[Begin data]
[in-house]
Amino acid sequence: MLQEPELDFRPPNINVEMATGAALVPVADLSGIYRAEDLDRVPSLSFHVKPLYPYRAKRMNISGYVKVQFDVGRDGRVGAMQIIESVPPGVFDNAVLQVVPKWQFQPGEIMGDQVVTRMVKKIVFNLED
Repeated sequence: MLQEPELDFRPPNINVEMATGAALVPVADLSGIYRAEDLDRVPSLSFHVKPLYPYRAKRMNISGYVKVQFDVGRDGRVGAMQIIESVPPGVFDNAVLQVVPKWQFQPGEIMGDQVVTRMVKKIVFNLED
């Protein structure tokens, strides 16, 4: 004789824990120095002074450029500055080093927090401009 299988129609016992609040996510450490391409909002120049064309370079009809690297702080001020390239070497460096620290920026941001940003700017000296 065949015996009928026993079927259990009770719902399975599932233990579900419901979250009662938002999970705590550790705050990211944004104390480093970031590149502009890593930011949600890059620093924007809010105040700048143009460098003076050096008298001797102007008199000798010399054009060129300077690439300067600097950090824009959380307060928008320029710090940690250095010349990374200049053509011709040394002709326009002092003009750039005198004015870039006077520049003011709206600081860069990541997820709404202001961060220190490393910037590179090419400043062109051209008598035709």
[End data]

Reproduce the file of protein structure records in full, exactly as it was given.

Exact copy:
[in-house]
Amino acid sequence: MLQEPELDFRPPNINVEMATGAALVPVADLSGIYRAEDLDRVPSLSFHVKPLYPYRAKRMNISGYVKVQFDVGRDGRVGAMQIIESVPPGVFDNAVLQVVPKWQFQPGEIMGDQVVTRMVKKIVFNLED
Repeated sequence: MLQEPELDFRPPNINVEMATGAALVPVADLSGIYRAEDLDRVPSLSFHVKPLYPYRAKRMNISGYVKVQFDVGRDGRVGAMQIIESVPPGVFDNAVLQVVPKWQFQPGEIMGDQVVTRMVKKIVFNLED
């Protein structure tokens, strides 16, 4: 004789824990120095002074450029500055080093927090401009 299988129609016992609040996510450490391409909002120049064309370079009809690297702080001020390239070497460096620290920026941001940003700017000296 065949015996009928026993079927259990009770719902399975599932233990579900419901979250009662938002999970705590550790705050990211944004104390480093970031590149502009890593930011949600890059620093924007809010105040700048143009460098003076050096008298001797102007008199000798010399054009060129300077690439300067600097950090824009959380307060928008320029710090940690250095010349990374200049053509011709040394002709326009002092003009750039005198004015870039006077520049003011709206600081860069990541997820709404202001961060220190490393910037590179090419400043062109051209008598035709």